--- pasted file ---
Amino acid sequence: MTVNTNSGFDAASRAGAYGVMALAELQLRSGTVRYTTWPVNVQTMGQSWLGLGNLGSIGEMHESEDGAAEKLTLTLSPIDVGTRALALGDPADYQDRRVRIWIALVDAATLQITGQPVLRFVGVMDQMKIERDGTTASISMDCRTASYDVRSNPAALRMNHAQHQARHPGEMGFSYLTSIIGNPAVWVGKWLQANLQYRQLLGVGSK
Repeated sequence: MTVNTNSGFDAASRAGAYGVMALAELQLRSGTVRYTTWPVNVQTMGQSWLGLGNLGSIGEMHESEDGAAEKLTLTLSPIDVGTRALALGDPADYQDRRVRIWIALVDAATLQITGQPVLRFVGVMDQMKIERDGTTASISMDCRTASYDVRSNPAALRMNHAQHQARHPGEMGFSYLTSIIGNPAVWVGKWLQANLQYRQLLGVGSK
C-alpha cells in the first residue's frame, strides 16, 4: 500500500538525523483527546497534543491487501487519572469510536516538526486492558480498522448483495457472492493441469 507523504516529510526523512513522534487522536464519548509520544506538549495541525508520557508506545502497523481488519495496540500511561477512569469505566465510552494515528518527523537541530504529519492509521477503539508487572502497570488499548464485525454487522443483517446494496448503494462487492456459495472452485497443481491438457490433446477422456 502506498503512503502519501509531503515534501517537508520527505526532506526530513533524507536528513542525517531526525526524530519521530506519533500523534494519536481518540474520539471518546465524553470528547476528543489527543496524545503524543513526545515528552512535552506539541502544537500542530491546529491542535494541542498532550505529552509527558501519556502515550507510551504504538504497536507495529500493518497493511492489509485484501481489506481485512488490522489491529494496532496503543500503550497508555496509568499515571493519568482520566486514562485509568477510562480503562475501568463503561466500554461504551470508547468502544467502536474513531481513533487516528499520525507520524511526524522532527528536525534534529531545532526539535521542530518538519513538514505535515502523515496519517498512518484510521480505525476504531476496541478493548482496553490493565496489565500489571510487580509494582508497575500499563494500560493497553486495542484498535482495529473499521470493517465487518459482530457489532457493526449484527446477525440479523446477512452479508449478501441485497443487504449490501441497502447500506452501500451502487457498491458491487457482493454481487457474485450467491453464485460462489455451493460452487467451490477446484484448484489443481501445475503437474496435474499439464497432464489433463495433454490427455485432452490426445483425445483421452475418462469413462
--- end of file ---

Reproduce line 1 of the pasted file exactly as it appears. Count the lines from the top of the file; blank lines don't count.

Amino acid sequence: MTVNTNSGFDAASRAGAYGVMALAELQLRSGTVRYTTWPVNVQTMGQSWLGLGNLGSIGEMHESEDGAAEKLTLTLSPIDVGTRALALGDPADYQDRRVRIWIALVDAATLQITGQPVLRFVGVMDQMKIERDGTTASISMDCRTASYDVRSNPAALRMNHAQHQARHPGEMGFSYLTSIIGNPAVWVGKWLQANLQYRQLLGVGSK